Top 10 Italian operas

italian_operaOpera as a music genre was born in Italy in the 17th century. Italian composers dominated this art form for a long time and even after competing opera styles became popular due to the efforts of German, French and Russian geniuses much of the appeal of Italy’s most prominent contribution to classical music remains firmly in place. The grandeur of Italian opera houses created a culture of sophistication that is only understood and appreciated by some, but any modern opera company feels the pressure from connoisseurs to always have at least one Italian masterpiece. Here are the very best of Italian operas that have been running for many decades.

The Barber of Seville, or The Futile Precaution
(Italian: Il barbiere di Siviglia, ossia L’inutile precauzione)

This opera buffo (a comedic opera) by Gioachino Rossini first premiered in 1816. It is arguably the most well known opera in the world. The main character, a barber, represents a popular comic archetype of a successful trickster, well established in folklore and ancient theatre.


Vincenzo Bellini, an Italian composer whose life was cut short when he was only 33 years old, produced this masterpiece for La Scala (Milan) in 1831. The conflict revolves around the love of Norma, a Druid princess, for a Roman officer in 50 BC. This opera has heroic overtones and perhaps for this reason Richard Wagner, usually not seen as an admirer of Italian opera, voiced his appreciation for this work.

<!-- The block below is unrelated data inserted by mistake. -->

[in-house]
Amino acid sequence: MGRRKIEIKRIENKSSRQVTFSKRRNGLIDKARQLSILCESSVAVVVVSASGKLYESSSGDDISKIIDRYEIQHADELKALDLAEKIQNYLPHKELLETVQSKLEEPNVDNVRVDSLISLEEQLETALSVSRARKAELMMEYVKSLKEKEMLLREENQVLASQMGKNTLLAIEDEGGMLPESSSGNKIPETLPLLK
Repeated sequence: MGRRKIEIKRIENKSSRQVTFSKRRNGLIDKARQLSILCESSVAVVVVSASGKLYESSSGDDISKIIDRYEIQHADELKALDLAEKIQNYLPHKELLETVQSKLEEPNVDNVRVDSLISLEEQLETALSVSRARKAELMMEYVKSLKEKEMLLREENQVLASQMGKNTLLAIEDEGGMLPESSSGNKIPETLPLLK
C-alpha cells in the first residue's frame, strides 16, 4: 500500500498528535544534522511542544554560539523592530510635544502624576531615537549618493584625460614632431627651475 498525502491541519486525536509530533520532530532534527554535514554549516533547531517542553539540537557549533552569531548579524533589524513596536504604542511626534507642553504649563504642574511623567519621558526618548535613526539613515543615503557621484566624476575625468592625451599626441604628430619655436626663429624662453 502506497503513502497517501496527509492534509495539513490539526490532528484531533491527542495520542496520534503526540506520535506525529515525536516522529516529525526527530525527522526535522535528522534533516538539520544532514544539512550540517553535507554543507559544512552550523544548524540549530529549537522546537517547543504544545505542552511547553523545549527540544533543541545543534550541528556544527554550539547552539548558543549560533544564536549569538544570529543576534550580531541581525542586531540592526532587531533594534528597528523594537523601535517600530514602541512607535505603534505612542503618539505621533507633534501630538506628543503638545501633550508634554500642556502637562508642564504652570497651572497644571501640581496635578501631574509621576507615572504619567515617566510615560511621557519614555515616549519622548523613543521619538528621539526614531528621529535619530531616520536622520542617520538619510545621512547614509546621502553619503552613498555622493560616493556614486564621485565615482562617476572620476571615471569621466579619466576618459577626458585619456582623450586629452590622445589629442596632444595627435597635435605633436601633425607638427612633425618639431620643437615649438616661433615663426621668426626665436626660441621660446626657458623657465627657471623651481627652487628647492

Lucia di Lammermoor

Gaetano Donizetti (1797 – 1848) based this story on Sir Walter Scott’s historical novel The Bride of Lammermoor. The opera features an extended soprano part. Many companies fortunate enough to include a great coloratura soprano singer chose Lucia to show off their primas.


Giuseppe Verdi (1813 – 1901) based this opera on Victor Hugo’s play about amorous adventures of French king Francis I. The subject was too risquée atthe time of the first stage performance and the royal character’s identity had to be changed to that of a duke of Mantua.

La Traviata

Another famous opera by Giuseppe Verdi, La Traviata, was based on Alexander Dumas’ play  La dame aux Camélias (1852). The plot features a love affair between a courtesan and a young nobleman. This opera was supposed to express contemporary culture, but due to censorship original sets had to be produced to resemble the 18th century.


Yet another opera by Verdi was commissioned by a prominent Turkish ruler of Egypt. The premiere actually took place in Cairo. The opera takes place in Ancient Egypt, although a particular time is not specified.


Giacomo Puccini (1858 – 1924) brought some new influences into the art of Italian opera, in particular recognizing recent contributions of Richard Wagner. Tosca is based on events of Italian history during the French occupation in 1800.

Madame Butterfly

Another great opera by Puccini set in contemporary times. The plot centers around a relationship between a U.S. Navy officer and a Japanese girl.

Cavalleria Rusticana

A one-act opera by Pietro Mascagni (1863 – 1945), featuring Sicilian life and mores. This opera is well-known for its use in The Godfather Part III.

I Pagliacci

This two-act opera by Ruggiero Leoncavallo (1856 – 1919) is very often performed together with the one-act Cavalleria Rusticana, making a complete night of opera. The main plot device in this work is the so-called “play within a play.” The role of Canio in I Pagliacci was one of Enrico Caruso’s signature roles.

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